Showtime's cynical comedy "Californication" ended its first season on an unusual bright note, as David Duchovny's Hank Moody got his wish, stealing his ex, Karen (Natascha McElhone), from her wedding reception, and riding off Graduate-style with their daughter Becca.
The show's 12-episode second season, due in September, "investigates how much bull there is in happy endings," says creator Tom Kapinos. "How long can this go on before Hank is pulled into his darker impulses?"
Temptations include his new "dream job" as a biographer for an iconic record producer, who functions as "the devil on Hank's shoulder"; his agent's (Evan Handler) new niche representing porn stars; and a literary scandal involving Hank's manuscript, which teen conquest Mia passed off as her own. "His goal is to get the hell out of L.A. and move back to New York," Kapinos says. "Part of the fun is to see what prevents that from happening."
Plain White T's dress up for new album.
Plain White T's singer Tom Higgenson earned a "Song of the Year" Grammy nomination for the band's "Hey There Delilah". For Big Bad World, due Sept. 16 on Hollywood Records, he figures he's doubled his chances of doing it again.
Higgenson wrote two songs for the new album with fellow "Song of the Year" nominee Chris Tompkins, co-writer of Carrie Underwood's "Before He Cheats".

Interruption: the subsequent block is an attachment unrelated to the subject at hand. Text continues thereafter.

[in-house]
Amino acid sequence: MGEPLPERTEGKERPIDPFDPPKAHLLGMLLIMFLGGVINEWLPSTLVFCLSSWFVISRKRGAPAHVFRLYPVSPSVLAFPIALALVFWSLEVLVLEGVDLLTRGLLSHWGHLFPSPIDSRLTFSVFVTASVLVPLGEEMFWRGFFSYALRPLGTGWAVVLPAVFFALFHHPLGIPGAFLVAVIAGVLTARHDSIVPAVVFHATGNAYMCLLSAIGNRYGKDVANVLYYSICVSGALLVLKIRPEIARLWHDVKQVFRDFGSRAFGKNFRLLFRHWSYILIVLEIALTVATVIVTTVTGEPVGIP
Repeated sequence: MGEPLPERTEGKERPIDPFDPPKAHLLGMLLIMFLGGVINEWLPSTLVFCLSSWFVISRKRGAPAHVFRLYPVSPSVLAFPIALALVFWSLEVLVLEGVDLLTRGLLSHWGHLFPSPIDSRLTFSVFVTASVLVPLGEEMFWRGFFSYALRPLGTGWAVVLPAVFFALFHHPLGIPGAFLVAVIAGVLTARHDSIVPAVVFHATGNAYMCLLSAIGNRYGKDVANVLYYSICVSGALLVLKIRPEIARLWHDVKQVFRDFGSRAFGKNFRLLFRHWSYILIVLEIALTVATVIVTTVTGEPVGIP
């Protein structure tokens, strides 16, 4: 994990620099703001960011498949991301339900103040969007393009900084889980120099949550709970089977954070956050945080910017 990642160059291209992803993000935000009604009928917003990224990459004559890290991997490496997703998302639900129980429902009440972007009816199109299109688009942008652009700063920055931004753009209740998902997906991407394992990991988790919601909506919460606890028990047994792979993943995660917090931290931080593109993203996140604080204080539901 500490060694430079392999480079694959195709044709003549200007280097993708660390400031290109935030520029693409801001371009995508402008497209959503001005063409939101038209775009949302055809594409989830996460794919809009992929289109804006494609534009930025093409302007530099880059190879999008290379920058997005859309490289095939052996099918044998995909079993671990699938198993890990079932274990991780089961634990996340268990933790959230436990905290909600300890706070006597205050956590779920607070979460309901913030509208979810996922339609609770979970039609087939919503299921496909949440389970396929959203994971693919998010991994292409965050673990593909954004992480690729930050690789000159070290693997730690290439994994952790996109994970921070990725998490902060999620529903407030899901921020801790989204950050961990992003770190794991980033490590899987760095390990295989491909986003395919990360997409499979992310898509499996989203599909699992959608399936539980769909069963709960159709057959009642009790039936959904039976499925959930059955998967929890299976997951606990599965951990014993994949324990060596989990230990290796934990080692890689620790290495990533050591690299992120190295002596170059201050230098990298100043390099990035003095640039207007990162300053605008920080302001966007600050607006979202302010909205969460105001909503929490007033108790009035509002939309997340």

Tompkins and Plain White T's drummer De'Mar Hamilton met the night of the Grammys and bonded over losing the award to Amy Winehouse's Rehab.
"Then they went up to somebody's room and emptied the mini-bar," Higgenson says. "I heard about that and said, 'I want to write with him.' "
Songs on the album include lead track "Big Bad World", possible single "Natural Disaster" and one that originally was called "1,2,3,4."
"Ever since that Feist song, it's a little too soon to come out with a song with the same name, I think," Higgenson says.
Ritchie impressed Newton on the set. Don't count Guy Ritchie out just yet.
The British director, who made his mark with the gangster flicks "Lock", "Stock and Two Smoking Barrels" and "Snatch", is back to his old tricks with "RocknRolla", due in theaters on Halloween.
It's the first in a planned trilogy with a cast that includes Thandie Newton, who plays a crooked accountant.
Ritchie isn't known for his powerful female roles, something that wasn't lost on Newton. "The character was written strong in the first half and then just dwindled away when it had gotten more serious," she says. "So I basically said, 'Look, think of me as a guy. …' From the middle of the movie to the end, I would change things and he was totally open to it."
No wonder Newton swoons when talking about the director. "I was really impressed by him. He has a kind of stature and weight and confidence that allows you to be yourself."